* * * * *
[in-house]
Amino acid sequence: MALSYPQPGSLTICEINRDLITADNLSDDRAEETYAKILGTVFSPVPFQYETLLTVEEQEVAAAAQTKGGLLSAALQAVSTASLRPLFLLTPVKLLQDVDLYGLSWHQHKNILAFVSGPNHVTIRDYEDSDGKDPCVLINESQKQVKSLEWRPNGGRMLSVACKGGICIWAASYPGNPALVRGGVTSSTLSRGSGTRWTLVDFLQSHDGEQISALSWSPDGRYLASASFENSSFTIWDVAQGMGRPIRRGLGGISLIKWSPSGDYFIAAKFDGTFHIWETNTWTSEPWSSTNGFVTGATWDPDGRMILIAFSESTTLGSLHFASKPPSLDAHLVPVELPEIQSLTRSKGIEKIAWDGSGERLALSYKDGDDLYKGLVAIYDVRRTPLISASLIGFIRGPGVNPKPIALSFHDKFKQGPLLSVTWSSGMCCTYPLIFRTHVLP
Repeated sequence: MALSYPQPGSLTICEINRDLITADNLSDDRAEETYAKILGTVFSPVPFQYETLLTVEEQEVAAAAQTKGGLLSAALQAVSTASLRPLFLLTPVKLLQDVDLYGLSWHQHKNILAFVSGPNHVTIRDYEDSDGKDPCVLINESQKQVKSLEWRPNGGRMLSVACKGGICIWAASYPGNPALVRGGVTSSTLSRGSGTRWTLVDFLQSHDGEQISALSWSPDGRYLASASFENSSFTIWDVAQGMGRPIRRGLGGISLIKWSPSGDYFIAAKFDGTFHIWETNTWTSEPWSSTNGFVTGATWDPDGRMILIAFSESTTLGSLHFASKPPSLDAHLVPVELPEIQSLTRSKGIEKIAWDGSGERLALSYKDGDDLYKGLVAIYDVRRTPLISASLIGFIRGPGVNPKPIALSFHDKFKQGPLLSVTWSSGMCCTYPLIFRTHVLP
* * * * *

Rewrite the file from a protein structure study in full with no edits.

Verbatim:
[in-house]
Amino acid sequence: MALSYPQPGSLTICEINRDLITADNLSDDRAEETYAKILGTVFSPVPFQYETLLTVEEQEVAAAAQTKGGLLSAALQAVSTASLRPLFLLTPVKLLQDVDLYGLSWHQHKNILAFVSGPNHVTIRDYEDSDGKDPCVLINESQKQVKSLEWRPNGGRMLSVACKGGICIWAASYPGNPALVRGGVTSSTLSRGSGTRWTLVDFLQSHDGEQISALSWSPDGRYLASASFENSSFTIWDVAQGMGRPIRRGLGGISLIKWSPSGDYFIAAKFDGTFHIWETNTWTSEPWSSTNGFVTGATWDPDGRMILIAFSESTTLGSLHFASKPPSLDAHLVPVELPEIQSLTRSKGIEKIAWDGSGERLALSYKDGDDLYKGLVAIYDVRRTPLISASLIGFIRGPGVNPKPIALSFHDKFKQGPLLSVTWSSGMCCTYPLIFRTHVLP
Repeated sequence: MALSYPQPGSLTICEINRDLITADNLSDDRAEETYAKILGTVFSPVPFQYETLLTVEEQEVAAAAQTKGGLLSAALQAVSTASLRPLFLLTPVKLLQDVDLYGLSWHQHKNILAFVSGPNHVTIRDYEDSDGKDPCVLINESQKQVKSLEWRPNGGRMLSVACKGGICIWAASYPGNPALVRGGVTSSTLSRGSGTRWTLVDFLQSHDGEQISALSWSPDGRYLASASFENSSFTIWDVAQGMGRPIRRGLGGISLIKWSPSGDYFIAAKFDGTFHIWETNTWTSEPWSSTNGFVTGATWDPDGRMILIAFSESTTLGSLHFASKPPSLDAHLVPVELPEIQSLTRSKGIEKIAWDGSGERLALSYKDGDDLYKGLVAIYDVRRTPLISASLIGFIRGPGVNPKPIALSFHDKFKQGPLLSVTWSSGMCCTYPLIFRTHVLP